Happy boy with his watercolors

His focus was excellent, most of the week.  Thursday got a little rough, but I expect that.  He has been concentrating so much better than I expected, and I know there are bound to be down times.  Thursday morning, he couldn’t focus on our stories, didn’t want to do his table work, kept talking over me, was stimming a lot, and so on.  So what did we do?  We dropped everything for two hours, went outside and got really, really dirty then really, really wet, and came in and took baths.  And then we started again, and it went much better.

That is why I am glad I can homeschool.

Till next time!

Published in: on August 19, 2012 at 3:03 am  Comments (2)  
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And it begins…

So here we are, at the end of our first full week of kindergarten.  WOW. I am still having a hard time processing this.  It seems as if just last week, Little Guy was sitting in a high chair.  Now we have somebody else sitting in the high chair, and Little Guy’s a kindergartener.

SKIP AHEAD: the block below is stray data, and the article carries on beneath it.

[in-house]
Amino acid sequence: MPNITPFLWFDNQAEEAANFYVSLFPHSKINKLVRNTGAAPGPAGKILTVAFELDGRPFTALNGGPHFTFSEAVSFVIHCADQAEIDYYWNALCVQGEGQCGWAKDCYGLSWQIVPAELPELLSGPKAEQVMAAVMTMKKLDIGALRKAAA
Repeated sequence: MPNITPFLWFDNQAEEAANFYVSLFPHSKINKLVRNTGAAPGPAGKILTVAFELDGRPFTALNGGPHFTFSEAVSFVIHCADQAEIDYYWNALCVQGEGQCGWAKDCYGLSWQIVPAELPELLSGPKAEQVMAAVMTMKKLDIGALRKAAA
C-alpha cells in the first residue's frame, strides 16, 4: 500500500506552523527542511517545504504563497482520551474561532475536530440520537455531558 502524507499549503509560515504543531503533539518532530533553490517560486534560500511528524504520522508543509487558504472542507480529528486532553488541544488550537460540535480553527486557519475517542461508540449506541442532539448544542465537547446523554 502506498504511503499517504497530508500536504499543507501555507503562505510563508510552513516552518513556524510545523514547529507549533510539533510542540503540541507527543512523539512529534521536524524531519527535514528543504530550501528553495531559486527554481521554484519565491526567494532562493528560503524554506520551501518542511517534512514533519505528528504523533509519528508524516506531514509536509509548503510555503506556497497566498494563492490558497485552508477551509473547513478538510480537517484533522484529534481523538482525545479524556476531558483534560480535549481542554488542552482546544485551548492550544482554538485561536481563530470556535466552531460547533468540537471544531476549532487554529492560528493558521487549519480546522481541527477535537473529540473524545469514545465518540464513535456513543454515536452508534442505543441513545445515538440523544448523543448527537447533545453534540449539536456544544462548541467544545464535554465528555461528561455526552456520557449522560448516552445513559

Little Guy


Our first week was beautiful.  I hardly know what else to say.  After my long, arduous search for a curriculum I believed would suit Little Guy perfectly, I chose Oak Meadow…and the more I work with it and get to know it, the more I fall in love with it.  Oak Meadow is Waldorf-inspired, but not pure Waldorf; which, for me, means that it incorporates many of the best aspects of Rudolf Steiner’s philosophy, and leaves out the parts which make me a bit uncomfortable.  It is structured, yet loose; activity-based with plenty of work to keep us busy (if we incorporate everything suggested in all books); child-centric and heavily child-directed; and very, very gentle.